The basic concept of the Nexus is that you can do whatever you want while role playing, as long as you do not affect anything mechanic-related. Generally, you can achieve any effect you want as long as it is accepted and not challenged, AND you can come up with a good in-character reason why you would be able to produce that effect - for example, although meaningless to other characters, a Terran Avatar would NOT be able to just freeze ice for a drink, while a Fantasy Avatar with Elemental Effect would be able to do just that.

An example of role playing infringing on game mechanics: An Avatar builds a machine which produces 3' tall pink elephants which whine constantly. The Nexus can be filled with these, and the person who is responsible for it can explain to everyone that the noise of the whining elephants is drowning out all conversation. As long as this continues to be accepted as a role playing element, everyone has a good time with it. However, another person comes along and attempts to use an item with a verbal component, and Mr. Elephant person says "You can't use that, because the elephants are drowning you out". Suddenly, that has crossed the line, because a role playing prop with no substance is going up against a written game mechanic. It is, however, up to the person who wants to use the item whether or not to go along with it or to defy the whining elephants and use his item anyway.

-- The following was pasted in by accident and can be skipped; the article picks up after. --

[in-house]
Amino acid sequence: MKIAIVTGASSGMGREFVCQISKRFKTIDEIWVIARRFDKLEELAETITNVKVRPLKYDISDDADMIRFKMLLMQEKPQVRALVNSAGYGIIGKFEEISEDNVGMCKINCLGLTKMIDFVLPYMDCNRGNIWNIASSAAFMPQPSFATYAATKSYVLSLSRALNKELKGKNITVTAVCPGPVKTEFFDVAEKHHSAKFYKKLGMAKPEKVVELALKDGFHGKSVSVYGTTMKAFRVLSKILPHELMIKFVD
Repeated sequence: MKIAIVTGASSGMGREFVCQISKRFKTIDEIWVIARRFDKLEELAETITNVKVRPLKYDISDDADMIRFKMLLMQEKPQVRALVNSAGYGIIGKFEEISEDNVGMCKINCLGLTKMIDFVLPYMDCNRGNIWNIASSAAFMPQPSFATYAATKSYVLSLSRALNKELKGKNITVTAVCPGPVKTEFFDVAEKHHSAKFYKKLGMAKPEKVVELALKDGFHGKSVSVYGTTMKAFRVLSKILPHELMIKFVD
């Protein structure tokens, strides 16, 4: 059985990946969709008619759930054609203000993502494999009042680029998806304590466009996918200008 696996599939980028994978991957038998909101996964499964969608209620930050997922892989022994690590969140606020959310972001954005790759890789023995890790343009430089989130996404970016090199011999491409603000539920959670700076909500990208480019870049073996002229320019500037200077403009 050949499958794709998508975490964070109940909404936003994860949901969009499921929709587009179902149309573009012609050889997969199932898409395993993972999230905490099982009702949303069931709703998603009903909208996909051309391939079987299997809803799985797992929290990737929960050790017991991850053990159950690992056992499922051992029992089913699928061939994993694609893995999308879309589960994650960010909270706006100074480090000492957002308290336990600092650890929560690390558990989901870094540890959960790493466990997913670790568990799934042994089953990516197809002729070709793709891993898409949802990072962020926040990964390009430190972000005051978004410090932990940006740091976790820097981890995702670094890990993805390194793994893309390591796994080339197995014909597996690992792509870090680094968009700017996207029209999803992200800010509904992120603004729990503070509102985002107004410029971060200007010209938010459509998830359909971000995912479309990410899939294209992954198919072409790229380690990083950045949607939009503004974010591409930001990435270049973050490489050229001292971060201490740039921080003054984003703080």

Although the main focus of the Avatar System has always been during live events and conventions, the continued advances of the Internet have created many opportunities for continued character development between events. Obviously, all Avatars can role play as easily online as they do in person, but sometimes game mechanics suffer from a lack of face-to-face encounters and freely available game masters. Therefore, some select rules have notes attached to them for how timing and other effects should be treated while using the Avatar System online. However, unless specifically stated otherwise, all effects in the game work in the same timeframe outside of events as they do during events.

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© 2005 by Double Exposure, Inc. All Rights Reserved. No portion of this text may be reprinted or used in any manner other than for the purposes of participating in the Avatar System 2.6 as managed by Double Exposure, Inc.